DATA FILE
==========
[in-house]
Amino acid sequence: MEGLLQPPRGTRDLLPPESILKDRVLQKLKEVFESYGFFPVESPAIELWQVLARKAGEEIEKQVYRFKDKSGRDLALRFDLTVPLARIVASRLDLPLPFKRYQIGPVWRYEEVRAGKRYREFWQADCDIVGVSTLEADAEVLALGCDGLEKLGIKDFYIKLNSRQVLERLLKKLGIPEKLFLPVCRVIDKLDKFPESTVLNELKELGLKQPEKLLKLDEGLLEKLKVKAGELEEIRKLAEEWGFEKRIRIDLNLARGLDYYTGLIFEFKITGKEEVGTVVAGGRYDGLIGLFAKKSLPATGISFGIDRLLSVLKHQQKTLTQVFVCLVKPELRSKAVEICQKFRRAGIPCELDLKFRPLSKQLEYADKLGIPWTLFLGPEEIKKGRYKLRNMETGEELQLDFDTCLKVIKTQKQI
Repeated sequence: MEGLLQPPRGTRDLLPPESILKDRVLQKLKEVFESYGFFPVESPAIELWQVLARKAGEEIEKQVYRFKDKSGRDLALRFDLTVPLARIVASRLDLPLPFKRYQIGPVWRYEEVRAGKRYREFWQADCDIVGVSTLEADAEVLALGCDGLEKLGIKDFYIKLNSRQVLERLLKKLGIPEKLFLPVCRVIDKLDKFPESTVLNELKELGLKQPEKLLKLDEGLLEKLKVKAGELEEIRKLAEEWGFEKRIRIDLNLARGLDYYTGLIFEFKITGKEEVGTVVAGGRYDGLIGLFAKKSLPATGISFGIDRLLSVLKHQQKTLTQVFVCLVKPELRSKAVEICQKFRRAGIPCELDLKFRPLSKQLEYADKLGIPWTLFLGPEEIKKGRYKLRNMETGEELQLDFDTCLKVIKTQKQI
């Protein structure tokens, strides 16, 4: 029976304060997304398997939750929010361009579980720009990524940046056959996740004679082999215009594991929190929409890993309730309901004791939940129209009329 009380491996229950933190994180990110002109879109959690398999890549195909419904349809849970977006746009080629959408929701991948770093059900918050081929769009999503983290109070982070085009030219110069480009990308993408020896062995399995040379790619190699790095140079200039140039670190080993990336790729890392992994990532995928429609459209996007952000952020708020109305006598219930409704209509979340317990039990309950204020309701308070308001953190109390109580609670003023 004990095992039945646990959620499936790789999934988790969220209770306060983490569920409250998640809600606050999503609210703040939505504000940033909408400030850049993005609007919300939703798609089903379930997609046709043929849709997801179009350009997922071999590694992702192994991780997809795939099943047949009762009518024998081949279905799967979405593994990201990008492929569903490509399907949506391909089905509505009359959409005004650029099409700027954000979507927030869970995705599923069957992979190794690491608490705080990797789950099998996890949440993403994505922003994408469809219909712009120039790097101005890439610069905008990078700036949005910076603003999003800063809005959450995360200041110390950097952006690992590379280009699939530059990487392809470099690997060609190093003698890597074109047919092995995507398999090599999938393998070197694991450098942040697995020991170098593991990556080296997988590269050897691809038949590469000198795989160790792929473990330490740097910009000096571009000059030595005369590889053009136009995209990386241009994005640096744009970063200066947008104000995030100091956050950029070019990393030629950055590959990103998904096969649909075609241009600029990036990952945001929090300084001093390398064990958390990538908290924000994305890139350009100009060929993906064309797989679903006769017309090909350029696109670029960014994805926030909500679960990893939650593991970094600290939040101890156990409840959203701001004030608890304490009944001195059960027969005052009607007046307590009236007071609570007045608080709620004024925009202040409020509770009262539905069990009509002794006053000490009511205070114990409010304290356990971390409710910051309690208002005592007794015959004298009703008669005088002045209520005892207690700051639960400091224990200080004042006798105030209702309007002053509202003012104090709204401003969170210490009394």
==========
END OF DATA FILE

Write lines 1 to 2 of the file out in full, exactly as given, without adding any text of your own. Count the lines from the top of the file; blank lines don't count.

[in-house]
Amino acid sequence: MEGLLQPPRGTRDLLPPESILKDRVLQKLKEVFESYGFFPVESPAIELWQVLARKAGEEIEKQVYRFKDKSGRDLALRFDLTVPLARIVASRLDLPLPFKRYQIGPVWRYEEVRAGKRYREFWQADCDIVGVSTLEADAEVLALGCDGLEKLGIKDFYIKLNSRQVLERLLKKLGIPEKLFLPVCRVIDKLDKFPESTVLNELKELGLKQPEKLLKLDEGLLEKLKVKAGELEEIRKLAEEWGFEKRIRIDLNLARGLDYYTGLIFEFKITGKEEVGTVVAGGRYDGLIGLFAKKSLPATGISFGIDRLLSVLKHQQKTLTQVFVCLVKPELRSKAVEICQKFRRAGIPCELDLKFRPLSKQLEYADKLGIPWTLFLGPEEIKKGRYKLRNMETGEELQLDFDTCLKVIKTQKQI